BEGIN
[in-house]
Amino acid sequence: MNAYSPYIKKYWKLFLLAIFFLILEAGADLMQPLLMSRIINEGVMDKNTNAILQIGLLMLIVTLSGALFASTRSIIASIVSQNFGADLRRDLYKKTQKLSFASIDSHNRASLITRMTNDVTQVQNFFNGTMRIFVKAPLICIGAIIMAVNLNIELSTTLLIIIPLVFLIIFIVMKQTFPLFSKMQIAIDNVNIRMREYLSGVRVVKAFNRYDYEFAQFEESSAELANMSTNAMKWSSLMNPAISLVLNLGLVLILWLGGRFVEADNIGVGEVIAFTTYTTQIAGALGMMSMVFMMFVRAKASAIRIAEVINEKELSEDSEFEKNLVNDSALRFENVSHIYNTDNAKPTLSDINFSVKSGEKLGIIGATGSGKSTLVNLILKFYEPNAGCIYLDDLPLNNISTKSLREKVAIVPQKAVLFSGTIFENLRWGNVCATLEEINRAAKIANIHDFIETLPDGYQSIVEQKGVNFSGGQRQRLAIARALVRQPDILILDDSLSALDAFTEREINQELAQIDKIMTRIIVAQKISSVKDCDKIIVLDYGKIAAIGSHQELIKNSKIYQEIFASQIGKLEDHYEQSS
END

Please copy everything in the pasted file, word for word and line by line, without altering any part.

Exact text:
[in-house]
Amino acid sequence: MNAYSPYIKKYWKLFLLAIFFLILEAGADLMQPLLMSRIINEGVMDKNTNAILQIGLLMLIVTLSGALFASTRSIIASIVSQNFGADLRRDLYKKTQKLSFASIDSHNRASLITRMTNDVTQVQNFFNGTMRIFVKAPLICIGAIIMAVNLNIELSTTLLIIIPLVFLIIFIVMKQTFPLFSKMQIAIDNVNIRMREYLSGVRVVKAFNRYDYEFAQFEESSAELANMSTNAMKWSSLMNPAISLVLNLGLVLILWLGGRFVEADNIGVGEVIAFTTYTTQIAGALGMMSMVFMMFVRAKASAIRIAEVINEKELSEDSEFEKNLVNDSALRFENVSHIYNTDNAKPTLSDINFSVKSGEKLGIIGATGSGKSTLVNLILKFYEPNAGCIYLDDLPLNNISTKSLREKVAIVPQKAVLFSGTIFENLRWGNVCATLEEINRAAKIANIHDFIETLPDGYQSIVEQKGVNFSGGQRQRLAIARALVRQPDILILDDSLSALDAFTEREINQELAQIDKIMTRIIVAQKISSVKDCDKIIVLDYGKIAAIGSHQELIKNSKIYQEIFASQIGKLEDHYEQSS